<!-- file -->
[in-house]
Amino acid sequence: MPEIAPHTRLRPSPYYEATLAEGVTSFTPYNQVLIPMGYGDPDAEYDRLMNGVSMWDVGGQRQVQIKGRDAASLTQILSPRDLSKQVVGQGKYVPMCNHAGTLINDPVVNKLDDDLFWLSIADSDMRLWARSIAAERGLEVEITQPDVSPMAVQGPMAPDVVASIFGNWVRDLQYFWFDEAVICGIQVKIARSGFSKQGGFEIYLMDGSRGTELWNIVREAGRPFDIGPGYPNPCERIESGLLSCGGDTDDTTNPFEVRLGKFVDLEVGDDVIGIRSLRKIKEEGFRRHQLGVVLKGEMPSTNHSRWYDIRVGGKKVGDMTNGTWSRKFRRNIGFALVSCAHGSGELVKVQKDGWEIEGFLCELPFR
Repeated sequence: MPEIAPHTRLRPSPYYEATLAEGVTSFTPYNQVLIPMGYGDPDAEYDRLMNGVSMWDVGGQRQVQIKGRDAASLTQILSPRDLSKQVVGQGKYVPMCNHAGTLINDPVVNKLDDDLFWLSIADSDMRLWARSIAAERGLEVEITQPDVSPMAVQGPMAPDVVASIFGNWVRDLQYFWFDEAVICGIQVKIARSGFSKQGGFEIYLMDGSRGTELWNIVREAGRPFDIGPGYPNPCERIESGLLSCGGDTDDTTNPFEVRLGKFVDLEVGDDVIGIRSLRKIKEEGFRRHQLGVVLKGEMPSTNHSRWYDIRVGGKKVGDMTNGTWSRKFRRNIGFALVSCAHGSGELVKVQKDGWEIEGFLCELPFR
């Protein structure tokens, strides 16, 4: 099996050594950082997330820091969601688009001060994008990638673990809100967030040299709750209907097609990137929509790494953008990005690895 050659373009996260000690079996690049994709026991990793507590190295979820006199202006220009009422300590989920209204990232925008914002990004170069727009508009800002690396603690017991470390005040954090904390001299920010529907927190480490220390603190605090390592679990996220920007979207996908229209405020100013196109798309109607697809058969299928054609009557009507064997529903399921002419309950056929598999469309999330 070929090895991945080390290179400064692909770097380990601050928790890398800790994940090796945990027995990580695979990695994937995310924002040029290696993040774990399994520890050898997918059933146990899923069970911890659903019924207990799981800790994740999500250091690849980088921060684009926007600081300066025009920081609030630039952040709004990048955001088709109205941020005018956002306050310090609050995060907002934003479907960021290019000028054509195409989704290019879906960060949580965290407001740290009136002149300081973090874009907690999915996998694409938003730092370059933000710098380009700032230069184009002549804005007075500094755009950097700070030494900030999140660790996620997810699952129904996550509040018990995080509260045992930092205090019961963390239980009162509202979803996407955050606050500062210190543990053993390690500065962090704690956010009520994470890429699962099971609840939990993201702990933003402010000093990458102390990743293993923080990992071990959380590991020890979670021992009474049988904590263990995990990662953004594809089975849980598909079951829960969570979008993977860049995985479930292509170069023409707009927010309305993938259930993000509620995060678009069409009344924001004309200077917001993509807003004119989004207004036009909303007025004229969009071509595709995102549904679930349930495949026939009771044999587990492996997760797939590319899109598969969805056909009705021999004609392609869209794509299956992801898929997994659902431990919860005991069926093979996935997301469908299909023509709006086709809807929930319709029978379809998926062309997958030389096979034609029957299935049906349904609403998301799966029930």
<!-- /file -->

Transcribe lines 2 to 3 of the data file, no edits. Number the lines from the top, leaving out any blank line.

Amino acid sequence: MPEIAPHTRLRPSPYYEATLAEGVTSFTPYNQVLIPMGYGDPDAEYDRLMNGVSMWDVGGQRQVQIKGRDAASLTQILSPRDLSKQVVGQGKYVPMCNHAGTLINDPVVNKLDDDLFWLSIADSDMRLWARSIAAERGLEVEITQPDVSPMAVQGPMAPDVVASIFGNWVRDLQYFWFDEAVICGIQVKIARSGFSKQGGFEIYLMDGSRGTELWNIVREAGRPFDIGPGYPNPCERIESGLLSCGGDTDDTTNPFEVRLGKFVDLEVGDDVIGIRSLRKIKEEGFRRHQLGVVLKGEMPSTNHSRWYDIRVGGKKVGDMTNGTWSRKFRRNIGFALVSCAHGSGELVKVQKDGWEIEGFLCELPFR
Repeated sequence: MPEIAPHTRLRPSPYYEATLAEGVTSFTPYNQVLIPMGYGDPDAEYDRLMNGVSMWDVGGQRQVQIKGRDAASLTQILSPRDLSKQVVGQGKYVPMCNHAGTLINDPVVNKLDDDLFWLSIADSDMRLWARSIAAERGLEVEITQPDVSPMAVQGPMAPDVVASIFGNWVRDLQYFWFDEAVICGIQVKIARSGFSKQGGFEIYLMDGSRGTELWNIVREAGRPFDIGPGYPNPCERIESGLLSCGGDTDDTTNPFEVRLGKFVDLEVGDDVIGIRSLRKIKEEGFRRHQLGVVLKGEMPSTNHSRWYDIRVGGKKVGDMTNGTWSRKFRRNIGFALVSCAHGSGELVKVQKDGWEIEGFLCELPFR